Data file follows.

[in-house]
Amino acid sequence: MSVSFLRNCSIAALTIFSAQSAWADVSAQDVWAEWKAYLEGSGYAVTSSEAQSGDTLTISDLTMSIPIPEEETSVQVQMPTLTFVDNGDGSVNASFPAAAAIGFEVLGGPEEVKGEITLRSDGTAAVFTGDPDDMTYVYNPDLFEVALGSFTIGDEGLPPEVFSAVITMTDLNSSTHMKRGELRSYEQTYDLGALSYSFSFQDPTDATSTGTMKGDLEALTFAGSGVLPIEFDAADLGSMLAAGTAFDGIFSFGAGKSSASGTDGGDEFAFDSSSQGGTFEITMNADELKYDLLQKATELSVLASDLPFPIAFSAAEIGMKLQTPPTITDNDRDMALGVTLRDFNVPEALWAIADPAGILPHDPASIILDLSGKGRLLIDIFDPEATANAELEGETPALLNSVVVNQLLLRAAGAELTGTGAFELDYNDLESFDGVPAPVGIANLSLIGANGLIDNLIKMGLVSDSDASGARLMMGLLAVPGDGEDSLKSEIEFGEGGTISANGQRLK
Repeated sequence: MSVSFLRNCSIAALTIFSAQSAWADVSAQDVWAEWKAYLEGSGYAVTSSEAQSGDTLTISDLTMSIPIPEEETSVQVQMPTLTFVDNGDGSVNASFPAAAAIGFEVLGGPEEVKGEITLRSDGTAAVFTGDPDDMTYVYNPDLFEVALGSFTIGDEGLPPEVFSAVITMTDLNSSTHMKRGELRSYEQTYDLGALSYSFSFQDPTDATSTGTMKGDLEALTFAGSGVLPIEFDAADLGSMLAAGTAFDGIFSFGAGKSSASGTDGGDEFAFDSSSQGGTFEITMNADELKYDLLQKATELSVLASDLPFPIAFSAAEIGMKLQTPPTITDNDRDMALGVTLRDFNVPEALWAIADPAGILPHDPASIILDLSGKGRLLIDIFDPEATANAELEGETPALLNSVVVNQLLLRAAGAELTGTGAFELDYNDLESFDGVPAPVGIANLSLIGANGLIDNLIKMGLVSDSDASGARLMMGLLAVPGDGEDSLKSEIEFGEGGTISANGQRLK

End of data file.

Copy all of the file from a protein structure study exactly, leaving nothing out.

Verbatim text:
[in-house]
Amino acid sequence: MSVSFLRNCSIAALTIFSAQSAWADVSAQDVWAEWKAYLEGSGYAVTSSEAQSGDTLTISDLTMSIPIPEEETSVQVQMPTLTFVDNGDGSVNASFPAAAAIGFEVLGGPEEVKGEITLRSDGTAAVFTGDPDDMTYVYNPDLFEVALGSFTIGDEGLPPEVFSAVITMTDLNSSTHMKRGELRSYEQTYDLGALSYSFSFQDPTDATSTGTMKGDLEALTFAGSGVLPIEFDAADLGSMLAAGTAFDGIFSFGAGKSSASGTDGGDEFAFDSSSQGGTFEITMNADELKYDLLQKATELSVLASDLPFPIAFSAAEIGMKLQTPPTITDNDRDMALGVTLRDFNVPEALWAIADPAGILPHDPASIILDLSGKGRLLIDIFDPEATANAELEGETPALLNSVVVNQLLLRAAGAELTGTGAFELDYNDLESFDGVPAPVGIANLSLIGANGLIDNLIKMGLVSDSDASGARLMMGLLAVPGDGEDSLKSEIEFGEGGTISANGQRLK
Repeated sequence: MSVSFLRNCSIAALTIFSAQSAWADVSAQDVWAEWKAYLEGSGYAVTSSEAQSGDTLTISDLTMSIPIPEEETSVQVQMPTLTFVDNGDGSVNASFPAAAAIGFEVLGGPEEVKGEITLRSDGTAAVFTGDPDDMTYVYNPDLFEVALGSFTIGDEGLPPEVFSAVITMTDLNSSTHMKRGELRSYEQTYDLGALSYSFSFQDPTDATSTGTMKGDLEALTFAGSGVLPIEFDAADLGSMLAAGTAFDGIFSFGAGKSSASGTDGGDEFAFDSSSQGGTFEITMNADELKYDLLQKATELSVLASDLPFPIAFSAAEIGMKLQTPPTITDNDRDMALGVTLRDFNVPEALWAIADPAGILPHDPASIILDLSGKGRLLIDIFDPEATANAELEGETPALLNSVVVNQLLLRAAGAELTGTGAFELDYNDLESFDGVPAPVGIANLSLIGANGLIDNLIKMGLVSDSDASGARLMMGLLAVPGDGEDSLKSEIEFGEGGTISANGQRLK